KALINISI HITS PEAK AT THE RIGHT TIME

SUNDAY TELEGRAPH

5 November 2000

Brough Scott in Louisville watches another triumph for the dream team of Michael Stoute and Johnny Murtagh

IN a magnificent final effort, Kalanisi sprinted past three rivals to land the Breeders’ Cup Turf at Churchill Downs and rescue the European raiding party from the sort of total drubbing that is always on the cards when you cross the Atlantic and take the Americans on at their own game.

Kalanisi was adding yet more lustre to the wondrous year of his trainer, Michael Stoute, and his jockey, Johnny Murtagh, who has only teamed up with the brilliant Newmarket trainer because of the terrible injury to stable jockey Kieran Fallon at Royal Ascot. But racing is all about taking the gaps when they come and Murtagh was here landing a scarcely credible 11th Group One victory of the season.

On these big days it is easy to be overlavish with the praise but not in this case for either jockey or for trainer. Kalanisi has been developed with all of Stoute’s mastery to be at his peak for this greatest day.

A winner at Royal Ascot over a mile, Kalanisi then just got beaten by Giants Causeway in those famous duels at Sandown and York before outrunning Montjeu in the Champion Stakes last time.

Kalanisi is a horse of sharp character who dumped his lad in bad temper when first exercised on this famous Kentucky track last week and did the same thing to Murtagh before the start. But what he did thereafter begs the ultimate in forgiving. Drawn No 1 right against the rail in this tightly turning six bend mile and a half, he was always going to need speed and courage of almost heroic order.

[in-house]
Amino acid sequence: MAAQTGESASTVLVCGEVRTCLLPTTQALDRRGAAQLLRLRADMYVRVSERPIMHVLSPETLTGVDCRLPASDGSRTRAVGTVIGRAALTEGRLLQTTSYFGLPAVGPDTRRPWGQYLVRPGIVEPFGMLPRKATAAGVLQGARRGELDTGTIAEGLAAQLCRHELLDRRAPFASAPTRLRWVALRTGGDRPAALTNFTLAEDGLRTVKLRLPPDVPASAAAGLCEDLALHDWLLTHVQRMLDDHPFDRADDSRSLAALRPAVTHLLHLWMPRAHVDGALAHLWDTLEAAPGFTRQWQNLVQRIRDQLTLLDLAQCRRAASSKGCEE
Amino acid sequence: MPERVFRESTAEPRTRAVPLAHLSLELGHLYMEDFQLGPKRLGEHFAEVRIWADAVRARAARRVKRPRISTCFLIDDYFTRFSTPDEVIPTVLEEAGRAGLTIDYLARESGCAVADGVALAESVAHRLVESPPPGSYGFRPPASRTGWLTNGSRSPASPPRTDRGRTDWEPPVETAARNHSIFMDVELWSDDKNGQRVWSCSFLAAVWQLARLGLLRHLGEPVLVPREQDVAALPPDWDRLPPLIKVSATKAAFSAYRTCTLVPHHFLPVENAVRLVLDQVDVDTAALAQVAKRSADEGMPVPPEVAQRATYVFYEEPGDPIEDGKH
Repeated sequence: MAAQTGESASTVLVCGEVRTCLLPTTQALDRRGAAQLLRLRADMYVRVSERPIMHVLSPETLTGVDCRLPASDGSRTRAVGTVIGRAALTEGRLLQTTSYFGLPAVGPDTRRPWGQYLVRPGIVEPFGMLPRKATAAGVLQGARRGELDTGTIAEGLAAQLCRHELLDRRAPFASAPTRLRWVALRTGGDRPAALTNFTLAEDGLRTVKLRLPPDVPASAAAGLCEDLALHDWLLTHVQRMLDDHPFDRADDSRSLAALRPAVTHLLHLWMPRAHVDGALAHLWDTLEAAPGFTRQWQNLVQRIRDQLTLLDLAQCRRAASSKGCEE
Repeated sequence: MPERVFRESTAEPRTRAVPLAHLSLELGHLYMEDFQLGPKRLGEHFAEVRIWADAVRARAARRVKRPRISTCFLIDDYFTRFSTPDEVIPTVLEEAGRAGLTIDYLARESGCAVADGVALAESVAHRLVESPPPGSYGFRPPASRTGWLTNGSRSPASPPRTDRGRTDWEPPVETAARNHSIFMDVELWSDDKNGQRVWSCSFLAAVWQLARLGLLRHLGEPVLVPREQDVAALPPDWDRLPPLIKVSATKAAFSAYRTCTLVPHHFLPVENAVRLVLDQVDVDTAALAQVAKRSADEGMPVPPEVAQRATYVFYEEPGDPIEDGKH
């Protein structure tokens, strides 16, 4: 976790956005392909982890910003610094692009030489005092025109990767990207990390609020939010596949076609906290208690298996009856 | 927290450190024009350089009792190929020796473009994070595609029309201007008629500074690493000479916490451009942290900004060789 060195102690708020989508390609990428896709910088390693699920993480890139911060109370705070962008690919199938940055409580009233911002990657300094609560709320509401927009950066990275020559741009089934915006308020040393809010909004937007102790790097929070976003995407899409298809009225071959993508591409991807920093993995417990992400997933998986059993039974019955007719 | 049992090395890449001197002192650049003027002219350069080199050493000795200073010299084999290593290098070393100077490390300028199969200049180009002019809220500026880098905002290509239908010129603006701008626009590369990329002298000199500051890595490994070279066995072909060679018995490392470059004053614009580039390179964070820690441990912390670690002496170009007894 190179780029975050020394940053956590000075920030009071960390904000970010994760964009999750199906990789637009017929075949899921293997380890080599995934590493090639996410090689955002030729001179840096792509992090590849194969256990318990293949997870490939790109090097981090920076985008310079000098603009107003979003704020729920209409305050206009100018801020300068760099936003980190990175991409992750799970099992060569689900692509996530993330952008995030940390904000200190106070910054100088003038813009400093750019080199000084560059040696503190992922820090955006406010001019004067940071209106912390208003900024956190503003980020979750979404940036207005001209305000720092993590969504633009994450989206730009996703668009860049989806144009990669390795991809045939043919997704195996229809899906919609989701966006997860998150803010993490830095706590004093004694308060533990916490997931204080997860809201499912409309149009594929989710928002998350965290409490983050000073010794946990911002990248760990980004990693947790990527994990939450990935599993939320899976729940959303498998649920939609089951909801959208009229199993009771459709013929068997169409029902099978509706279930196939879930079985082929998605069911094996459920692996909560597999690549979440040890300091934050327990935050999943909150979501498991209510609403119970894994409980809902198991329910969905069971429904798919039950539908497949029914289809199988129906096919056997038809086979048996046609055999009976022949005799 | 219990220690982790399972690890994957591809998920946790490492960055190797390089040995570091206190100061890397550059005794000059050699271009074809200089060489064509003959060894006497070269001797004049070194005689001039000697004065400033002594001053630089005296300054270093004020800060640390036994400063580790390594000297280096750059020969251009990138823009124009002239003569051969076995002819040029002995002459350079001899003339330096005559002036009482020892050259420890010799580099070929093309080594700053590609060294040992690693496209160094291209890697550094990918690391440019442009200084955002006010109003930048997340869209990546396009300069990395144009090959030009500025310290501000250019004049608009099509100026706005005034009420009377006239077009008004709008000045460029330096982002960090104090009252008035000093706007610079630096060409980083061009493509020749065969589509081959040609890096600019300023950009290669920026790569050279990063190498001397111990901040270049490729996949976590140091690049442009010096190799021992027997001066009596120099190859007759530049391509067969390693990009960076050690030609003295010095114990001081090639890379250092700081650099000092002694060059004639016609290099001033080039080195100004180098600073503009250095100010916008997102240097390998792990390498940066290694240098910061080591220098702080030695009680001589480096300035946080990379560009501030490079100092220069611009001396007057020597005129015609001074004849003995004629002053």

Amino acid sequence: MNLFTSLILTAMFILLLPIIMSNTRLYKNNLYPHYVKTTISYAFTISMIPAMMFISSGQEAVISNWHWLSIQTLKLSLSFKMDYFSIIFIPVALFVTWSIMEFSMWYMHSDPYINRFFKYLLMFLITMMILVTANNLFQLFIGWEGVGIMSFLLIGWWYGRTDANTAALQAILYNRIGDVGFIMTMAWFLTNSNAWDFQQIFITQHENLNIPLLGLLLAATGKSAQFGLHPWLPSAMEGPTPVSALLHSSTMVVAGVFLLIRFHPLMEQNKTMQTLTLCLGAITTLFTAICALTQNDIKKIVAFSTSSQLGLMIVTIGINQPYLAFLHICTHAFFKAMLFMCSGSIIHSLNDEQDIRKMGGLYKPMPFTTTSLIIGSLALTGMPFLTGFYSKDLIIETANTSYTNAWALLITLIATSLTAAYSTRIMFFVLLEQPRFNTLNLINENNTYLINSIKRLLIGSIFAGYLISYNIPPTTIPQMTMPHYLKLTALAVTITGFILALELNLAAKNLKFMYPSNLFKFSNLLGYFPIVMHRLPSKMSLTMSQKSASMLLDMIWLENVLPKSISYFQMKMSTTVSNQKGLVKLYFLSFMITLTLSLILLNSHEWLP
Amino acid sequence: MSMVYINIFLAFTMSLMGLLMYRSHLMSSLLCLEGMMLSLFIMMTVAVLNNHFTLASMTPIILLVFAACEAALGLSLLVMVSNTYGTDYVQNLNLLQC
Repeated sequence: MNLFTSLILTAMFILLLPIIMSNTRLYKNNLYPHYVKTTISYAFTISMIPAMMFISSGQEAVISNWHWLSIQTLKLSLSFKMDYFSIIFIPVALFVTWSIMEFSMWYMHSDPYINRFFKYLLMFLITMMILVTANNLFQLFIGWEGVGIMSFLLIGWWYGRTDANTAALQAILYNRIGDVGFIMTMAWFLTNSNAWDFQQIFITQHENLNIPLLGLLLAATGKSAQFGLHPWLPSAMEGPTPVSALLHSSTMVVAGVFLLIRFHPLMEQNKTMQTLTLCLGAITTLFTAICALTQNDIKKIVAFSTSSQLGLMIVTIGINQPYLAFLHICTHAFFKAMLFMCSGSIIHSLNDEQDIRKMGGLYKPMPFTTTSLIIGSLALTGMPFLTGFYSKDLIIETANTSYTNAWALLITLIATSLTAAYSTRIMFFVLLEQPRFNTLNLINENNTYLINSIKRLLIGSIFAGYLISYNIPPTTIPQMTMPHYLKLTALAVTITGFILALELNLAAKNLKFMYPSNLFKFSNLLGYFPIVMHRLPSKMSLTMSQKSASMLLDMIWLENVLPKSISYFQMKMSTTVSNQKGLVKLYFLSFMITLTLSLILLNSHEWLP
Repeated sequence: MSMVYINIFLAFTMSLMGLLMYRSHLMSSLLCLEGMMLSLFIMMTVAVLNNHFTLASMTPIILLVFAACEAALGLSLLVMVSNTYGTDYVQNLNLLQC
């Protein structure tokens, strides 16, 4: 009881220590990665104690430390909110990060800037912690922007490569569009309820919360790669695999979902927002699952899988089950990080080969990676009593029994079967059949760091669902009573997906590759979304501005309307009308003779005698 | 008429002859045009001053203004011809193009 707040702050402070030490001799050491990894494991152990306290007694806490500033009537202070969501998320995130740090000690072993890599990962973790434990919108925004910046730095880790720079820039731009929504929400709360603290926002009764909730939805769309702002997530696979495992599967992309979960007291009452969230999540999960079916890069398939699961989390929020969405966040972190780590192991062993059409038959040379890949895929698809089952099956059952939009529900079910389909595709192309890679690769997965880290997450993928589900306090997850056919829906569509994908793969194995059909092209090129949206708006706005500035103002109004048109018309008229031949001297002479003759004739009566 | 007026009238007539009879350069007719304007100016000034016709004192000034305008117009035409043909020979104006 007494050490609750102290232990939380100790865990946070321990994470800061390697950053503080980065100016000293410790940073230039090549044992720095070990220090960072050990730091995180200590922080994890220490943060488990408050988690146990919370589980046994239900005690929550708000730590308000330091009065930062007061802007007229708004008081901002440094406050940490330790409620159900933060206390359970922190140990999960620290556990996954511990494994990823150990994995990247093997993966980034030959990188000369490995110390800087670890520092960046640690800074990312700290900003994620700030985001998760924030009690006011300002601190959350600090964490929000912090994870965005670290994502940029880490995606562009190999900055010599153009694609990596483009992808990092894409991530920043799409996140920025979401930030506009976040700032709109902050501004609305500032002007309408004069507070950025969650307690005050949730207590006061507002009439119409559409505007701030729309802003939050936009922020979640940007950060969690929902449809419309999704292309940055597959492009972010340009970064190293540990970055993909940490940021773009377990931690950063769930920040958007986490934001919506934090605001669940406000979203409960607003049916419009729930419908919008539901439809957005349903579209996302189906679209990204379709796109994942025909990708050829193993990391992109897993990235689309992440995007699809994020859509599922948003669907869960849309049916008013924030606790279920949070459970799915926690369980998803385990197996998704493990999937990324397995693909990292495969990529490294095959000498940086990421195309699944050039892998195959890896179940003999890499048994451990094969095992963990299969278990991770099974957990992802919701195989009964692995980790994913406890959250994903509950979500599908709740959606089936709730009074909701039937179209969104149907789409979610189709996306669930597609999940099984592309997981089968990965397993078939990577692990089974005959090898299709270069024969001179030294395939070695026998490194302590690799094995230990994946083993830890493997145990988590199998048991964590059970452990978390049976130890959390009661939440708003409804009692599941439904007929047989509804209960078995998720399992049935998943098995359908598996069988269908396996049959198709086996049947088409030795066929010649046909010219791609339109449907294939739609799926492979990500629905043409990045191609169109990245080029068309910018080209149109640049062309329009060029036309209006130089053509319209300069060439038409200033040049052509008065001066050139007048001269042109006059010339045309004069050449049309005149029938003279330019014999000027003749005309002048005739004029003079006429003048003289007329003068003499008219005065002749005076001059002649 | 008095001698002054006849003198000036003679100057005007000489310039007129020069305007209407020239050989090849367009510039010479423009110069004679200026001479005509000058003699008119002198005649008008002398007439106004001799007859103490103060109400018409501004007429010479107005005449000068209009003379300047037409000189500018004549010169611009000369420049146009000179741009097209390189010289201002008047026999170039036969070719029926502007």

Turning into the straight of what had up to then been a slowly run race, he had half the field in front of him. A furlong out, there were still six to pass.

Yet in these final 100 yards Kalanisi’s hooves bit deep on the Kentucky turf and he sprinted past to win almost cosily on the line with his old rival Montjeu a tired and dispirited seventh.

Earlier Gary Stevens completed a comeback of almost Lester Piggott proportions when he took the Breeders’ Cup Mile with a daringly brilliant late run which swept up his field and confined European interest to the placings only four weeks since he returned from a 10-month retirement.

In the summer of ’99 Stevens had a brief and brilliant spell riding for Michael Stoute at Newmarket. So he above all knew the problems Europeans had to face and were so obvious here.

When Distant Music missed his kick at the start, Arkadian Hero had a major panic attack in the stalls.

Yet this ultimate racing away match still draws the optimists to the flame. Crimplene ran gallantly to fourth in the Breeders’ Cup Distaff and Petrushka was a disappointing favourite when never getting much racing room from a No 1draw in her race.

“She just didn’t run today,” said Murtagh. The same, to our eternal, thanks, could not be said for Kalanisi nor as the evening closed with an epic attempt by Giant’s Causeway which got to within a head of victory in the Classic.

Once again “The Iron Horse” ran his heart out as he answered every call that Michael Kinane threw at him, and on the replays appeared to be a fraction unlucky when Michael had problems in switching his whip from left hand to right in the last hundred yards. Without the whip for precious seconds his momentum seem to stall and Tiznow got home.

It’s harsh to say it after such a titanic performance but this crowning classic is probably a race he should have won.

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